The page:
Living Trusts – What do They Do?
Many people respond to advertisements about “living trusts”. Invariably the advertisement has an enticement, such as “avoid probate”, or “avoid taxes”. Sometimes people create a living trust, and sometimes they do not, but in almost all cases, it is my experience that the family has little understanding of what the trust does, and very often, a mistaken impression that the trust will protect their assets. The words “living trust” simply mean that the trust is created and assets put into it while you are living. There are innumerable variations on what kind of “living trust” you can have.
Let’s examine the “revocable living trust”, which is the kind that most people do. Note that the key word is “revocable”. It means what it says, and it can be revoked entirely, or partially, at any time while the person making it is alive. Common sense tells you that if you can revoke something, and take back all the assets in it, that all those assets are still available to you. For this reason, revocable living trusts do absolutely nothing to protect your assets if you or your spouse need nursing home care, or Veteran’s benefits at home. The State of Connecticut, and the VA, quite logically take the position that if a trust is revocable, the assets in it are still yours, and will count all of those assets against you in determining if you are eligible for assistance. So if you are contemplating the pros and cons of a revocable living trust, keep in mind it will not protect one penny of your assets if you become sick.
Often revocable living trusts have special estate tax planning paragraphs in them that seek to shelter assets from the Federal or Connecticut inheritance taxes. This can be a good thing if your assets exceed $3.5 million for Federal Estate Tax and $2 million for Connecticut inheritance tax. But I find that 99% plus of my clients do not have assets that exceed $3.5 million, or $2 million, so these tax clauses do not hurt them, but they don’t help them either, because most Connecticut residents will never pay an inheritance tax, regardless.
One reason often touted for revocable living trusts is that they “avoid probate”. This is technically true. The assets in the trust do not go through probate, but can be transferred directly to the children or other beneficiaries. But what is often left unsaid is that even though the assets do not pass through probate, the probate fee is the same, whether or not you have a trust, a will, or neither. That is because the probate fee is not based on what passes “through probate”, but on what is shown on the inheritance tax return, and in most situations, an inheritance tax return will be filed, even though there is no tax due. This is because most people have some assets, such as a car or old stock that is in their name alone and the return must be filed. The good news is that in Connecticut, the probate fee is very small.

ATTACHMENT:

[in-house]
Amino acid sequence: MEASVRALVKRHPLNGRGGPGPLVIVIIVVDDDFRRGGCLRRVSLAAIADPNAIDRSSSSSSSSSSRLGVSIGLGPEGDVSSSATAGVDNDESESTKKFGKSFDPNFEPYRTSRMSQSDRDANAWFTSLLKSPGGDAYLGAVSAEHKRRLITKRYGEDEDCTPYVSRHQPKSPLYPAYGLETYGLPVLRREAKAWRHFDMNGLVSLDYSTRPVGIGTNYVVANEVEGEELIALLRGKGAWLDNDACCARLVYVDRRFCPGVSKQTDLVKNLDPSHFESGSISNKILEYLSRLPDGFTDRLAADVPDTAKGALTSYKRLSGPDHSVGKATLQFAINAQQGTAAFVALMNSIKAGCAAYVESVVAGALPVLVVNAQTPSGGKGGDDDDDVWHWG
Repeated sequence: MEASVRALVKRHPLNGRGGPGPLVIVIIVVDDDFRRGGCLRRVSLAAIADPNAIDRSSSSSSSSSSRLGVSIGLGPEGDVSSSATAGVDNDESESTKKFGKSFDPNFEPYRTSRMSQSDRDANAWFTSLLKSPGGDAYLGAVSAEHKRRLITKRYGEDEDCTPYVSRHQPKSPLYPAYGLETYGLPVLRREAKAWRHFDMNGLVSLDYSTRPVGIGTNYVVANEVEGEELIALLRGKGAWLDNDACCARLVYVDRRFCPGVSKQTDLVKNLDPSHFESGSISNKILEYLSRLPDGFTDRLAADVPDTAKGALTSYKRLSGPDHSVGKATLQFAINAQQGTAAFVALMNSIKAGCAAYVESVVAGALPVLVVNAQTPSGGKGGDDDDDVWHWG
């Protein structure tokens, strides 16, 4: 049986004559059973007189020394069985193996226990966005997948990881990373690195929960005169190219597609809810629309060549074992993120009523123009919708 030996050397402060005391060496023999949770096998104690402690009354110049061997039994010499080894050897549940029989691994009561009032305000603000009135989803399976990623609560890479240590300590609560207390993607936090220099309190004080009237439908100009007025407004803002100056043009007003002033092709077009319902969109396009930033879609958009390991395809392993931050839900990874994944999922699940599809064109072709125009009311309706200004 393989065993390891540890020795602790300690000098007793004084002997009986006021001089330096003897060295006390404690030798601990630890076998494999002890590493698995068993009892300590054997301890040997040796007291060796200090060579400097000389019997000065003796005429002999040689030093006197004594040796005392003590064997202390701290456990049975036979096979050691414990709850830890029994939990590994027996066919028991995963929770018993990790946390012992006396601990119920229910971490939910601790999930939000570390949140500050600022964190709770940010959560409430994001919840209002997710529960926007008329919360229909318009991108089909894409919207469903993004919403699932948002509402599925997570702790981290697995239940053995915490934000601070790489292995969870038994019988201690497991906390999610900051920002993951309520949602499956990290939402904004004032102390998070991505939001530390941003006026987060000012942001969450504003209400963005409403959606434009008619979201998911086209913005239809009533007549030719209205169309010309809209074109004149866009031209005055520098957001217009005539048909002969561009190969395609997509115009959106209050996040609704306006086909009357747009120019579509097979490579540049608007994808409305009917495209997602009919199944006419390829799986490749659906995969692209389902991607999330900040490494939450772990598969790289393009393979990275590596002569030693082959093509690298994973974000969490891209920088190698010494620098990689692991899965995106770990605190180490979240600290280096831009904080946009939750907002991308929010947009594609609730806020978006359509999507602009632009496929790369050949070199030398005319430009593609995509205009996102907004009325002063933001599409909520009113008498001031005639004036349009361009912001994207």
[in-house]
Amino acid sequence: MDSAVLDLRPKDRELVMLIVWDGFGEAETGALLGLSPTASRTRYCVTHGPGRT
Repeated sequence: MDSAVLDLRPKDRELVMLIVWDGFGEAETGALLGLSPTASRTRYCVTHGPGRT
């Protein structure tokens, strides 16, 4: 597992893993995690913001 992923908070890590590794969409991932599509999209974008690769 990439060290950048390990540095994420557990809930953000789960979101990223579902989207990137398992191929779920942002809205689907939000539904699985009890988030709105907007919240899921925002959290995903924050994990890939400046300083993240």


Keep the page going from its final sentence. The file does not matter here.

One benefit of a revocable living trust is that it can allow someone else to handle your affairs for you, if you become incapable. So this is a valid reason for such a trust. But a power of attorney may be just as effective without the complication or cost of the trust. Another benefit is that it does allow for a greater degree of privacy, if that is a concern.
A few years ago, a client came to me about his sick brother who had put most, but not all of his assets into a revocable living trust. His brother had attended a seminar, paid his money, and signed the trust. He put his house in the trust, and some bank accounts, but some assets were still in the brother’s name. “My brother’s assets are protected, right?” he asked. Sadly, I had to inform him that all assets were countable and would have to be spent on his brother’s care. A few months later, his brother died. At that time Connecticut had a much lower estate tax exemption and again I sadly had to inform him that all the assets were countable and the State inheritance tax had to be paid, even though most of the assets did not pass through probate. “So what good was the trust for my brother?” he asked. In his case, the trust was neutral, neither good nor bad, except for his mistaken belief that the assets were protected if he got sick. It is this mistaken belief that causes the greatest harm to families.
There are certain types of irrevocable trusts that can protect assets from the costs of a nursing home, but these are significantly different from the revocable trusts and are not for everyone.
So, a word to the wise is get information on the pros and cons of a revocable living trust from an experienced elder law attorney.